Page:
EU free movement crumbling: Germany could SLAM shut borders with France and Luxembourg

Macron is 'untethered' without Angela Merkel says expert

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German Chancellor Angela Merkel announced on Thursday the closure of the borders with the Czech Republic and the Austrian Tyrol which recorded high rates of coronavirus infections with highly contagious variants of the virus. The Czech Republic earlier announced a stricter lockdown in three districts, including two on the border with Germany, where coronavirus infections have soared above 1,000 per 100,000 residents over the past week.

“The introduction of border controls is required to prevent the virus (mutation) from being transmitted to Germany,” the Interior Ministry spokesman said, adding that details of how strict the measures will be were still being finalised.

Now Tobias Hans, the conservative leader of the small region-state of Saarland, in the southwest of Germany, said he will be left with no choice but to close his border with France and Luxembourg if infection rates do not slow down.

He told German news channel NTV: “If there are glaring differences between the incidences, then we will have no choice.”

He stressed that changes could affect border workers.

Controls had indeed been reinstated in spring 2020 in the Saarland, arousing the anger of those who cross this border daily.

German Minister of Health, Jens Spahn, has also said that a reinstatement of controls could not be “excluded”, but he calls for “caution.”

He said at a press conference: “We know what this means for both sides” of the border.”

The day before, the French Minister of Health, Olivier Véran, had estimated that the viral situation in the department of Moselle, bordering the Saarland, was “worrying” with more than 300 identified cases of South African and Brazilian variants.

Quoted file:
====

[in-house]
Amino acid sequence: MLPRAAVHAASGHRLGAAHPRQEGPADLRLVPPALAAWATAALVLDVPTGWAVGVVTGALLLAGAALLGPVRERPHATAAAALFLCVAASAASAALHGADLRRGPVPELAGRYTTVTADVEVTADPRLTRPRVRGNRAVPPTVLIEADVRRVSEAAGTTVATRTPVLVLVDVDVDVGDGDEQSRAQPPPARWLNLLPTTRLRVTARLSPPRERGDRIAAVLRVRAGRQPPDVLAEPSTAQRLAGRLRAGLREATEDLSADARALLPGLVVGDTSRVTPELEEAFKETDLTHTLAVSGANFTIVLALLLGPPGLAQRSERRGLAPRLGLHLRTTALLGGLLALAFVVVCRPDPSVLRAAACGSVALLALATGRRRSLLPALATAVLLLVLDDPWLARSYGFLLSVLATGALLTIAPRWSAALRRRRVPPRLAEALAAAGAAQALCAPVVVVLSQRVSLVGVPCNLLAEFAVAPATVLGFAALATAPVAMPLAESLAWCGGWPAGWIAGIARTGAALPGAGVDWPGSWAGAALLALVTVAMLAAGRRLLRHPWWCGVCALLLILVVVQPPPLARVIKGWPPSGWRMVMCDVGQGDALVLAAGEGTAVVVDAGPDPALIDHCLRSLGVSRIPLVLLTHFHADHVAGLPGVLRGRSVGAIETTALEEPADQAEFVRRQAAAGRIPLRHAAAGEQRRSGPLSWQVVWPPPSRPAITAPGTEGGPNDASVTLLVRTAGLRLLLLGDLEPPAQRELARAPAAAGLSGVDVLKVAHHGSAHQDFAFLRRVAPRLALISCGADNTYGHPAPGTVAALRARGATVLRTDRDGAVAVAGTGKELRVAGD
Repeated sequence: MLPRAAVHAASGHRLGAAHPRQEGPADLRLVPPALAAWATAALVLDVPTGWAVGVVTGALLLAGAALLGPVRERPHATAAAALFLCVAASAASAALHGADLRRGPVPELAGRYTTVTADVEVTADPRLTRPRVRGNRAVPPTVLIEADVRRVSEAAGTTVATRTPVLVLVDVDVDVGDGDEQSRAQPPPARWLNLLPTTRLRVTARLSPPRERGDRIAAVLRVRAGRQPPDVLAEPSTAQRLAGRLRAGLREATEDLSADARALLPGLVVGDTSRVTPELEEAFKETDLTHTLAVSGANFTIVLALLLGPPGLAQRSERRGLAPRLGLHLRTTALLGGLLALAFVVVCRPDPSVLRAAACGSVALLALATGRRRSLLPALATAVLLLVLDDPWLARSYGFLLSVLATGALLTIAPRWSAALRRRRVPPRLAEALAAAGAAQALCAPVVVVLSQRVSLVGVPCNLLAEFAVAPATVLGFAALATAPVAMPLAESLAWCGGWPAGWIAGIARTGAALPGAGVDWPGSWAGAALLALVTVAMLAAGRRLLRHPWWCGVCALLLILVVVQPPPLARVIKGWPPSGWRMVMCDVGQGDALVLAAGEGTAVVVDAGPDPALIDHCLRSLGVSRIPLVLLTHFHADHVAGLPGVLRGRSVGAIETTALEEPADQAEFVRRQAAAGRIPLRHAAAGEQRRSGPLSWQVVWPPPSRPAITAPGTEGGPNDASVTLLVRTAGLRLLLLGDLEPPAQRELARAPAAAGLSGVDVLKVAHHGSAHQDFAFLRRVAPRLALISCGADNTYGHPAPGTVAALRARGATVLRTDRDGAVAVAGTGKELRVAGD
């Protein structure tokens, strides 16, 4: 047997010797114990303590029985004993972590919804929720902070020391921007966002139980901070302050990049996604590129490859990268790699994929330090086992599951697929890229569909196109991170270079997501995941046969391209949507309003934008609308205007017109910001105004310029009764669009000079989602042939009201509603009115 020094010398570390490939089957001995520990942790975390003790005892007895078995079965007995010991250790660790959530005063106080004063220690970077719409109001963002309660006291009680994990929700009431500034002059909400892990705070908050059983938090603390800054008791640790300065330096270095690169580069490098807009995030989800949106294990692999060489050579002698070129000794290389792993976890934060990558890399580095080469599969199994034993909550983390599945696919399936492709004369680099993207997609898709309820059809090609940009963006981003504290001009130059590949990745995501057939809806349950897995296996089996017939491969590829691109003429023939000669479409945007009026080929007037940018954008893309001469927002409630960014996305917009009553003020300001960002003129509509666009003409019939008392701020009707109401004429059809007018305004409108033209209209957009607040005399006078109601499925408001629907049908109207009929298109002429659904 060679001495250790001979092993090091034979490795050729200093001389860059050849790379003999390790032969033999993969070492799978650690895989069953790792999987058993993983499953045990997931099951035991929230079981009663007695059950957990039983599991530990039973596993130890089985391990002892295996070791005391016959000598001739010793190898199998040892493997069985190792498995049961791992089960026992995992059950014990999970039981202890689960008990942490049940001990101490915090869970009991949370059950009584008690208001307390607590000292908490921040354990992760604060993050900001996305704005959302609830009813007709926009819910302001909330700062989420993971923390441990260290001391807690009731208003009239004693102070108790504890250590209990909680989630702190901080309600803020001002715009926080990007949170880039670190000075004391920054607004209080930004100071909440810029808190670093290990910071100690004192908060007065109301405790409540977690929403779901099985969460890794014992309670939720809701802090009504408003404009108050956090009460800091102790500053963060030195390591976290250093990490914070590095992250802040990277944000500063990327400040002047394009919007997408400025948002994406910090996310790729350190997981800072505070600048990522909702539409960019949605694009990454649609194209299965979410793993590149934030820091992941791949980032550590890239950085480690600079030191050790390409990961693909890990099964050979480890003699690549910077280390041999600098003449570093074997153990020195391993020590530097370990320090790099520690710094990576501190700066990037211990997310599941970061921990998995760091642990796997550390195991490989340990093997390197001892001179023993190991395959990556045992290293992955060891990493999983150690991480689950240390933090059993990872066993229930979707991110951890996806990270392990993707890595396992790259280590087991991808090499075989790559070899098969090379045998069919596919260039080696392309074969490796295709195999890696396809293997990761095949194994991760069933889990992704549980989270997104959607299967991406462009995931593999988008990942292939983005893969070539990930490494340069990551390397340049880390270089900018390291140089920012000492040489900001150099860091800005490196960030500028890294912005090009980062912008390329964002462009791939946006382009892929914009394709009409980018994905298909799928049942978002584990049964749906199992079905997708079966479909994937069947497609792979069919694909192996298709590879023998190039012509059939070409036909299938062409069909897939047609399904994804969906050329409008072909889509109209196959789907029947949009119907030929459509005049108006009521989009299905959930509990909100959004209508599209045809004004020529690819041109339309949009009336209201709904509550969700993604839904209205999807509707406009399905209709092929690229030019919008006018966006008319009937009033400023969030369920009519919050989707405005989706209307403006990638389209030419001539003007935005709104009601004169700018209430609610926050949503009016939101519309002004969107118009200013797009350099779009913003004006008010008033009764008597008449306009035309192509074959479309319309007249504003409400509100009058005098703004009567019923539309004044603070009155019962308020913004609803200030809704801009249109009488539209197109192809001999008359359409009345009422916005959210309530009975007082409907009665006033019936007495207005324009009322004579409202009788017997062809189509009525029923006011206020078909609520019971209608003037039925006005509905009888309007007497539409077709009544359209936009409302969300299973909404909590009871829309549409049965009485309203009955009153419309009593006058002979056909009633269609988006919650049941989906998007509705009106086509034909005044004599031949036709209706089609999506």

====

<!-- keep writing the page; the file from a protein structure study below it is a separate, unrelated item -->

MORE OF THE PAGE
Shortly afterwards, the mayor of Metz, François Grosdidier, spoke in favour of a new local lockdown.

On Thursday, Chancellor Merkel urged Germans to have a little more patience after agreeing with regional leaders to extend a coronavirus lockdown until March 7 and said restrictions would not last a day longer than necessary.

Addressing the Bundestag, the lower house of parliament, Mrs Merkel said the extension was needed to avoid a third wave due to the risk posed by new virus variants.

“I know what we have achieved in our fight against the virus has had, and is still having, a high price,” said Merkel.

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A gradual fall in daily infections has raised pressure for an easing of tight restrictions in place since mid-December and Mrs Merkel agreed with state premiers on Wednesday that some schools and hairdressers could open sooner than March 7.

Seeking to reassure Germans that the lockdown was helping, Mrs Merkel said she was aware this was the most serious curtailment of freedoms in post-war Germany. She knew many people were lonely and worried about money and their future.

She said: “As a democracy, we have a duty not to keep the restrictions in place for a day longer than is necessary.”

Europe’s biggest economy shrank by five percent last year and some businesses are dismayed at the latest extension and the lack of a timetable for easing restrictions.

A vaccination programme offered hope for the coming months, said the German leader, adding that she understood people’s disappointment with the roll-out, which is far slower than in Britain, Israel and the United States.

To avoid a third wave of infections, however, a little more patience was required.

She warned: “I don’t think that the back and forth – opening up then closing down again – brings more predictability for people than waiting a few days longer.”

On Friday, Mrs Merkel said Germany will have difficulties making use of all available COVID-19 vaccines in April.

Once a 7-day coronavirus incidence of under 35 per 100,000 people is reached, further relaxations beyond the opening of shops may follow, she added.

She said: “For the next opening step after retail, we have to be careful whether we stay stable below 35.

“When we have opened up shops and we are stable below 35 for two weeks, then we can consider the next step.”

The number of new daily infections in Germany has been falling, prompting some regional leaders to push for a timetable to ease the lockdown, which has been in place since mid-December. But concerns are growing about the impact of more infectious variants of the virus on case numbers.

Additional reporting by Maria Ortega

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